The toilet works beautifully. And it was fairly easy to modify so that it would flush using domestic water pressure rather than the original 400 Hz flush pump. It was simply a matter of inserting a 28 V electrically activated water valve into the water line which feeds the tank spray ring, and rerouting the toilet's annular water ring pipe from its original connection to the flush pump, to the same water line which feeds the tank spray ring (the water line which is turned on by the electrically activated water valve). The electrical water valve wires were connected to the flush switch, which is a mechanically timed electrical switch which remains on for 10 seconds after the flush handle is pressed. That was very easy, as was most of the plumbing work. The only awkward element was dealing with the marriage of hydraulic connections to domestic plumbing connections - I had to locate adapters to accomplish that due to the differing thread pitches. Otherwise the process was pretty easy, and the results completely satisfying - the toilet works beautifully, as you might be able to perceive by image number 10. I'm very happy with the left aft toilet, and I'll modify the right aft toilet in the same manner as soon as time permits. And then, later, the forward toilet (but it will require separate sewer and water connections, which I suspect I'll leave disconnected most of the time due to the messy outdoor visual impact they'll cause).

The brown futon sofa easily flattens to a bed suitable for two (or is comfortable for one in sofa position as shown). Many thanks to a very dear friend for her excellent taste, and a truly delightful day of shopping. And so much more...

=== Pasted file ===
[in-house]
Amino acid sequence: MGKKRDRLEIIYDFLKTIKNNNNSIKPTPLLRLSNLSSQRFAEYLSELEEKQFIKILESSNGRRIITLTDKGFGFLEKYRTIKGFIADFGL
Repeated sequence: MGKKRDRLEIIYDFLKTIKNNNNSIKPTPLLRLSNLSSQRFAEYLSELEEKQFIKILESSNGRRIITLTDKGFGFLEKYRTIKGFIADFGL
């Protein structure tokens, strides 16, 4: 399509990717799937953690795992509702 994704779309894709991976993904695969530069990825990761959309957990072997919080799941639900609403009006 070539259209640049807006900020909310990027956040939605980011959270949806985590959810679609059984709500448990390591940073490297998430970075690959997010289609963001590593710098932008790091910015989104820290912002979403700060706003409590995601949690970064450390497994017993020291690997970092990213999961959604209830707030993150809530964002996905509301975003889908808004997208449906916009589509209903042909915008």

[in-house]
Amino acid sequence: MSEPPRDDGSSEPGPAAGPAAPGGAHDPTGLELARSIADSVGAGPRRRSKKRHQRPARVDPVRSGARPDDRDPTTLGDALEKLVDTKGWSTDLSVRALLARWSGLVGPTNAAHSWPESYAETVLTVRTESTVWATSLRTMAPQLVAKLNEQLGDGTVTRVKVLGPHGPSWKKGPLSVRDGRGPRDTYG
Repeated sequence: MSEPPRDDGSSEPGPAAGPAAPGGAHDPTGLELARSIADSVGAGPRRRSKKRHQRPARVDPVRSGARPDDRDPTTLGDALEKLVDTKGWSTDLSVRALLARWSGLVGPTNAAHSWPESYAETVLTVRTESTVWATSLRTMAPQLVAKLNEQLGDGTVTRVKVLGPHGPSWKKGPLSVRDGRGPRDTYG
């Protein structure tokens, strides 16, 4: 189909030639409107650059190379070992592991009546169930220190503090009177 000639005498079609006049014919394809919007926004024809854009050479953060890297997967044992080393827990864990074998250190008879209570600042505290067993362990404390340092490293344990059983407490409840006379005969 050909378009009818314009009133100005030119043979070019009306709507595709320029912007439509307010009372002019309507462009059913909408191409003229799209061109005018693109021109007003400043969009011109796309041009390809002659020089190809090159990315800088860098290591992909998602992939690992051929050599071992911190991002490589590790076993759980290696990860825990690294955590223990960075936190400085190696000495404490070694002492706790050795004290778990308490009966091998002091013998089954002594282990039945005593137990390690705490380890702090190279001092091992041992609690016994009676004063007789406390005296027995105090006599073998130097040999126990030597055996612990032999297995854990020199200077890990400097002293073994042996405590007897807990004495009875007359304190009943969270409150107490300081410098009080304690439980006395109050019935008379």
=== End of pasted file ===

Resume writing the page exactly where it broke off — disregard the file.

The support pillar for the front landing gear was replaced by a new support structure a bit aft as you can see. I hope to build a permanent or at least semi-permanent support pillar for the nose gear in the summer of 2011, after which the temporary pillar behind it will be dismantled. I hope to have a permanent left main gear support pillar built at about the same time, though that's a much bigger job. But it's important - I no longer fully trust the existing temporary support pillar. The right main gear rests at ground level, so a permanent pad for that landing gear can wait if necessary.

Further utilities connections involving the main stanchion on the left side of the aircraft have been completed, or nearly so, but no image of that area was captured on 5 October 2010 - sorry.

There are numerous other stories to relate, including both high drama and, for outsiders, insipid and desperately boring melodrama. A taste of the bitter melodrama is linked rather prominently from my home page. That problem persists unabated, and is one element (though certainly not the only element) that motivates me to spend most of my time in Miyazaki, Nippon (Japan), and some time in Ilsan, Korea. I have wonderful and very dear friends here in Miyazaki, and now consider this my spiritual home. Ilsan has a similar appeal (though Miyazaki feels most like home). There's another very important element too which, though no secret at all here in Miyazaki, is, by social necessity, a carefully guarded secret in Oregon. And there are other elements. But all these stories are, mercifully for you, beyond the scope of this page.

But this displacement between my infrastructure home and my spiritual home obviously creates a very big practical problem which has a considerable impact upon my airplane home project. But I just have to manage the situation as best I can. And ultimately try to reconsolidate my spiritual and infrastructure homes, if possible. That won't be easy. It might even prove impossible...

We all just try to do the best we can...

Thanks everyone and regards, Bruce